By the time this blog posts, it will be mid-January, the season for both broken and maintained resolutions. I go on the record by stating that I’m not a good resolution keeper. I tend to make them all throughout the year, and I almost always break them. When I say I’m the type of person who lacks self-discipline, I’m not being self-deprecating. I’m being honest.

Maybe that’s why brain injury has been such a hard adjustment for me personally. I was pretty well satisfied with the person I was before becoming a caregiver. Occasionally I’d make trite resolutions about exercising more or eating better, but on the whole, I was comfortable with the persona I was projecting to the world and the choices I was making in life.

Then came the runaway train of TBI, and suddenly my path was blocked by a giant, unforgiving mirror. In my reflection, and quite magnified, were each of the flaws and character deficits that I had once excused in myself. And they were all screaming very loud, very big questions.


Are you prepared to ride out this storm with TC? If so, for how long? And can you do it faithfully?


OK, well, what about handling an indefinite period of not having anyone meet your needs? Won’t you go crazy not being spoiled in the way you once were?


Now really, Abby, are you even capable of loving someone who is disabled or are you too shallow, too tethered to old habits and fears about what other people think?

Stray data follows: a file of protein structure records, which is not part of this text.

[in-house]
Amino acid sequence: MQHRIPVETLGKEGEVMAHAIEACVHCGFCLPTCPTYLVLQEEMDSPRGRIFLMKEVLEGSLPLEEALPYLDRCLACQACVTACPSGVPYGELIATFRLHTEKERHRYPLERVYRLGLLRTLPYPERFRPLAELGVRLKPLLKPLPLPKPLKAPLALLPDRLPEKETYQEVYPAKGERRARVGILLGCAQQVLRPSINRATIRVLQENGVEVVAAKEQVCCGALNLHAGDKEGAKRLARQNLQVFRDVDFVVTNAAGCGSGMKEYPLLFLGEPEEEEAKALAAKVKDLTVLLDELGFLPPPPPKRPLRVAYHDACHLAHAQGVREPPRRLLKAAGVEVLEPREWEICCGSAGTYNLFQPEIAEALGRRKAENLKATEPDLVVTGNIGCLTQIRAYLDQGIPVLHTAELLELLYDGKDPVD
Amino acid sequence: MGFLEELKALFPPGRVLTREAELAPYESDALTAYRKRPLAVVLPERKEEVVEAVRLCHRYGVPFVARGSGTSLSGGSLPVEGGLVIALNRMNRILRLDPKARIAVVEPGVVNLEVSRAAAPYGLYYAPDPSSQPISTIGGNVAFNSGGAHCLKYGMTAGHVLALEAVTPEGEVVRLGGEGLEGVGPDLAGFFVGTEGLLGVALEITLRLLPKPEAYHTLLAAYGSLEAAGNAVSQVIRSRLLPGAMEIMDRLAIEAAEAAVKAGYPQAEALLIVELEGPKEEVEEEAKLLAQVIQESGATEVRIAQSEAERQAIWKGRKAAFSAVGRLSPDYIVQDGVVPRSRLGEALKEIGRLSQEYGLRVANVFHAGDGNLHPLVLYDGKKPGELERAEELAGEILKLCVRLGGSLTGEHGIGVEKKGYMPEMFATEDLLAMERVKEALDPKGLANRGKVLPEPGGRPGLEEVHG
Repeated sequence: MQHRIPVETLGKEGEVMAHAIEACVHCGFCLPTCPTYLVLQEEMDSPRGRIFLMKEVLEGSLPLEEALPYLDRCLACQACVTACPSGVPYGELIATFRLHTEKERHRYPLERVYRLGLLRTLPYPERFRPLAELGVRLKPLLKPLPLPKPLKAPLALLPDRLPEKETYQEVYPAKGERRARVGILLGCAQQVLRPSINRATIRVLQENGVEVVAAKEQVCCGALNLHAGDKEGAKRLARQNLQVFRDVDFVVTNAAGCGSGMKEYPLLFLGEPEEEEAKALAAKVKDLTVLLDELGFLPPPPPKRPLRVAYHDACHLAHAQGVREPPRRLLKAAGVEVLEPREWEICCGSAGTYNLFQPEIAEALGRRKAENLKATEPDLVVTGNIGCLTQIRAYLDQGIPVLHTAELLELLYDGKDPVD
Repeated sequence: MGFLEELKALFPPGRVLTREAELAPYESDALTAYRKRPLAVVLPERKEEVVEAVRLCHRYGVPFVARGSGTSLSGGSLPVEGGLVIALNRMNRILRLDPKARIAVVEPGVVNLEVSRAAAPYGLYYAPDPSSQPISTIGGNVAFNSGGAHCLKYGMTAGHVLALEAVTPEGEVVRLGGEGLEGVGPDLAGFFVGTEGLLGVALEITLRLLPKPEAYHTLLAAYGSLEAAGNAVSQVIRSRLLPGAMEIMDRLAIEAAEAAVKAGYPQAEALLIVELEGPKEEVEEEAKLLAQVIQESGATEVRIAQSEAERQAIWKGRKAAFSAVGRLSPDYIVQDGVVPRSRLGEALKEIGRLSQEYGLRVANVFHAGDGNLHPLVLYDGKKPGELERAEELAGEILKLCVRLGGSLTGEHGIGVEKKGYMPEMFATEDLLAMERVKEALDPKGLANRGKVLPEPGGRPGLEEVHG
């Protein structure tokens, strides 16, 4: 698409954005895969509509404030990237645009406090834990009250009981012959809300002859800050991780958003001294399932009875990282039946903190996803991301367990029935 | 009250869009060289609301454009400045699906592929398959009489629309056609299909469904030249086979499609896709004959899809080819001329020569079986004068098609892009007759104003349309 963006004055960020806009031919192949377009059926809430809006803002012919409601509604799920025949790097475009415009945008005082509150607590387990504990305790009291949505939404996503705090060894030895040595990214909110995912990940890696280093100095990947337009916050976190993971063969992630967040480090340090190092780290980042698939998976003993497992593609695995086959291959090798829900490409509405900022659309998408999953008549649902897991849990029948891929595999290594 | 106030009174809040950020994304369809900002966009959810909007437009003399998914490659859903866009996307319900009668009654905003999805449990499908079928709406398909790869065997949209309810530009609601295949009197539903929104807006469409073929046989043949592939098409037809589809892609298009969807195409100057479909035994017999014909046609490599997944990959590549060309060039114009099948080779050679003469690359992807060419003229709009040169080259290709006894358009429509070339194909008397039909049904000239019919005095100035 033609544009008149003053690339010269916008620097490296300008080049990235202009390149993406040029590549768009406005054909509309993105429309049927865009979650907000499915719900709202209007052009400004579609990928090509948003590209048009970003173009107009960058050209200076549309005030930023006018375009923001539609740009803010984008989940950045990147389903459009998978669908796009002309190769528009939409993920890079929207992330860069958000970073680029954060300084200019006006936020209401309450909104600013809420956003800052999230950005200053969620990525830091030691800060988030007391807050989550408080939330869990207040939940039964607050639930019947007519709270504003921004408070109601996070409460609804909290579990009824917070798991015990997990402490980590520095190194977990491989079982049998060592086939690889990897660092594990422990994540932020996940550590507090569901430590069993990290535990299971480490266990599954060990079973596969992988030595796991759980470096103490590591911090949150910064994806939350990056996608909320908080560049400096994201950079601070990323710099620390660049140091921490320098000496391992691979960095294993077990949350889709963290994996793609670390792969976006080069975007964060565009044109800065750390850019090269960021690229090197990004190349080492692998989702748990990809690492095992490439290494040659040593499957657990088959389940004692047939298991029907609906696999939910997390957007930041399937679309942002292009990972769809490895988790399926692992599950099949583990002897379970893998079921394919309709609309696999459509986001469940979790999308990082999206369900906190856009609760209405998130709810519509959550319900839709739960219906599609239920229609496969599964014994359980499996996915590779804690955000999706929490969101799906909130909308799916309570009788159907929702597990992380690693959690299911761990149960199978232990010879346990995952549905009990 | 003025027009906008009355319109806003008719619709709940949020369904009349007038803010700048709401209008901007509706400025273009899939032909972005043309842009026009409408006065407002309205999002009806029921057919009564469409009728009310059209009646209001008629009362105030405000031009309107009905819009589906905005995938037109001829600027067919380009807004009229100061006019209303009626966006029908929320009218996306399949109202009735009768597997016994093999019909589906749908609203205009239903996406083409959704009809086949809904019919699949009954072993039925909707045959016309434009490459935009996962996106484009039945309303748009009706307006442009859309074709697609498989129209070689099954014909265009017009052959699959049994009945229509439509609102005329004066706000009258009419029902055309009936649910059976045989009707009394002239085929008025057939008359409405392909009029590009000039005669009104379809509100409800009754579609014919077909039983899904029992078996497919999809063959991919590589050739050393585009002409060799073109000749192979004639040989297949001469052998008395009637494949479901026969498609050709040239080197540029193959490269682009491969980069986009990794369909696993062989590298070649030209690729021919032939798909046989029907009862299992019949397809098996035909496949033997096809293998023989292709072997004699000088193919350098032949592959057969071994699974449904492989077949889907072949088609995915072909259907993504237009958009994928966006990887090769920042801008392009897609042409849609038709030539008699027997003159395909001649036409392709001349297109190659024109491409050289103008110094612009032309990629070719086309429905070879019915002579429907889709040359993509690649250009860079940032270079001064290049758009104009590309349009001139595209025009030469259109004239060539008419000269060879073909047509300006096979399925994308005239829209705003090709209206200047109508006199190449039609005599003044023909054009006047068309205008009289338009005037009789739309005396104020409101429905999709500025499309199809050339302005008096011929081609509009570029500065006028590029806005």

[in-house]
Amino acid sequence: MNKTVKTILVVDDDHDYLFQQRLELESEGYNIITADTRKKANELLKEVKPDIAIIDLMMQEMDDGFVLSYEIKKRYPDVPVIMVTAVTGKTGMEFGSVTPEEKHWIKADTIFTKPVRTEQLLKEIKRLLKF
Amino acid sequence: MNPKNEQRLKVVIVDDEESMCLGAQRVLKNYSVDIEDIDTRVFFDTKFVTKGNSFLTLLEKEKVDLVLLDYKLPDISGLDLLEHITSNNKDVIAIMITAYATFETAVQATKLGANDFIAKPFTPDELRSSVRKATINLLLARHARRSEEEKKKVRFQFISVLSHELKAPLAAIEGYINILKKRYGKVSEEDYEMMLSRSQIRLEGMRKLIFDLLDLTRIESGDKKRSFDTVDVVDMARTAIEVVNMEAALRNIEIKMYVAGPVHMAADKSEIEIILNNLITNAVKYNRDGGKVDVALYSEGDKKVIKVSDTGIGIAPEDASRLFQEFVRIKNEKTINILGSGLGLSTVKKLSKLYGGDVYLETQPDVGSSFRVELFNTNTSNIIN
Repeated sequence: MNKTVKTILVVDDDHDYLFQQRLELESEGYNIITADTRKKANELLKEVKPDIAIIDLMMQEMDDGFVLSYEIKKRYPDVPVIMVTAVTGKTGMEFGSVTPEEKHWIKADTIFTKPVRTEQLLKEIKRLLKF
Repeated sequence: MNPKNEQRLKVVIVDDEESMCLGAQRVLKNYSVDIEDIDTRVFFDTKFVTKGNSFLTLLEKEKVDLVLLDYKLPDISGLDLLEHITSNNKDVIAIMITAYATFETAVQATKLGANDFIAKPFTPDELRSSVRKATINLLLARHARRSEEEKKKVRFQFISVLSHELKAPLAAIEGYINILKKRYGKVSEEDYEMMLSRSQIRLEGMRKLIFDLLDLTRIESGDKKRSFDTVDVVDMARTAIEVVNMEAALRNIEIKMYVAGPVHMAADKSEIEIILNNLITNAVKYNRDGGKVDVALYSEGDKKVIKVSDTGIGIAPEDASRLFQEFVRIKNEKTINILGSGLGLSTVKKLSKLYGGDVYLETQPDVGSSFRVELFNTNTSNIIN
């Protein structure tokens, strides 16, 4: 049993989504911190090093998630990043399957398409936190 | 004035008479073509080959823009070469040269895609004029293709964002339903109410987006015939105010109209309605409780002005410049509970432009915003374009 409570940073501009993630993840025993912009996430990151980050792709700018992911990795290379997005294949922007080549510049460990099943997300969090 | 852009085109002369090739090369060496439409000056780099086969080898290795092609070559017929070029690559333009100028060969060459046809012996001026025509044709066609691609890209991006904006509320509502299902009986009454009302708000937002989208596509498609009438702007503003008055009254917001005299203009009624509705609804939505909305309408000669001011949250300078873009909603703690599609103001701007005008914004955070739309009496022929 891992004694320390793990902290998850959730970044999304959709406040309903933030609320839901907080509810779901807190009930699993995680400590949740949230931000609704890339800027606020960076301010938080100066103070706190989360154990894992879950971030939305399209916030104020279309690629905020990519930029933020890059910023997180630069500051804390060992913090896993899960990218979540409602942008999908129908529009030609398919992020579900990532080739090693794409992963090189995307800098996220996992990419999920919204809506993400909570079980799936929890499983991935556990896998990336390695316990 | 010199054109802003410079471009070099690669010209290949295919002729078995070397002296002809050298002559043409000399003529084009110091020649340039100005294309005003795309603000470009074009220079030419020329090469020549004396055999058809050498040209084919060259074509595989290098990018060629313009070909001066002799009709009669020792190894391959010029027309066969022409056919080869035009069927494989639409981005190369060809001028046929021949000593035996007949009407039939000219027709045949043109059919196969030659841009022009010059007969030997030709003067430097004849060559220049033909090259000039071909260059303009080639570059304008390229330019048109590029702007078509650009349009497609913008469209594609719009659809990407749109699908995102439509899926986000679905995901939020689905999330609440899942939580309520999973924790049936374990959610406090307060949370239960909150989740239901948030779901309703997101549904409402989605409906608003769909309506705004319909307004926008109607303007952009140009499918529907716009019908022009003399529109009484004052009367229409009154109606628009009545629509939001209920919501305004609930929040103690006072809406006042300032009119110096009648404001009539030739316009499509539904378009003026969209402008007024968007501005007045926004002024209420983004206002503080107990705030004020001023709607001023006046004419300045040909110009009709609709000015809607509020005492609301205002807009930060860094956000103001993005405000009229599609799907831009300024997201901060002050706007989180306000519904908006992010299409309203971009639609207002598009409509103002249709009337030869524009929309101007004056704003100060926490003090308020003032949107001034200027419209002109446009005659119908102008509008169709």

And what kind of person are you if you look around one day and want out? Will you actually leave? At what point will it all be too much for you?


I was being taunted by my own line of questioning, but I was confident that this internal interrogation was a good sign, an indication that I was beginning to grasp the gravity of the situation and my potential future. These were tough questions, not the type my naïve former self ever dreamed I’d have to address in this lifetime. One thing was alarmingly clear: I was going to have to step up my game as TC’s wife.

Brain injury is nothing if not demanding. And the first thing it demands from everyone in its wake is that we all rise to the occasion of being so much better than we ever were before. For TC “better” has meant many things at different times. Initially, it meant stronger. These days it probably means more patient, more accepting.

For me, it’s also meant a lot of different things. I remember a snide comment someone wrote about me in The Washington Post over a year ago. It read something like, “This girl needs to get over herself and put on her big girl panties.” At first I was so horrified and angry by these words. After all, what did this stranger know about the heartache and struggle I’d experienced? But there was some truth to it. I needed to get over my old self and some of my foolish, self-centered notions of what I deserved or was entitled to in this life. It was time to stop casting myself in the role of the innocent child and to step up to the plate as an adult. The situation demanded it. Big girl life was beating down my door.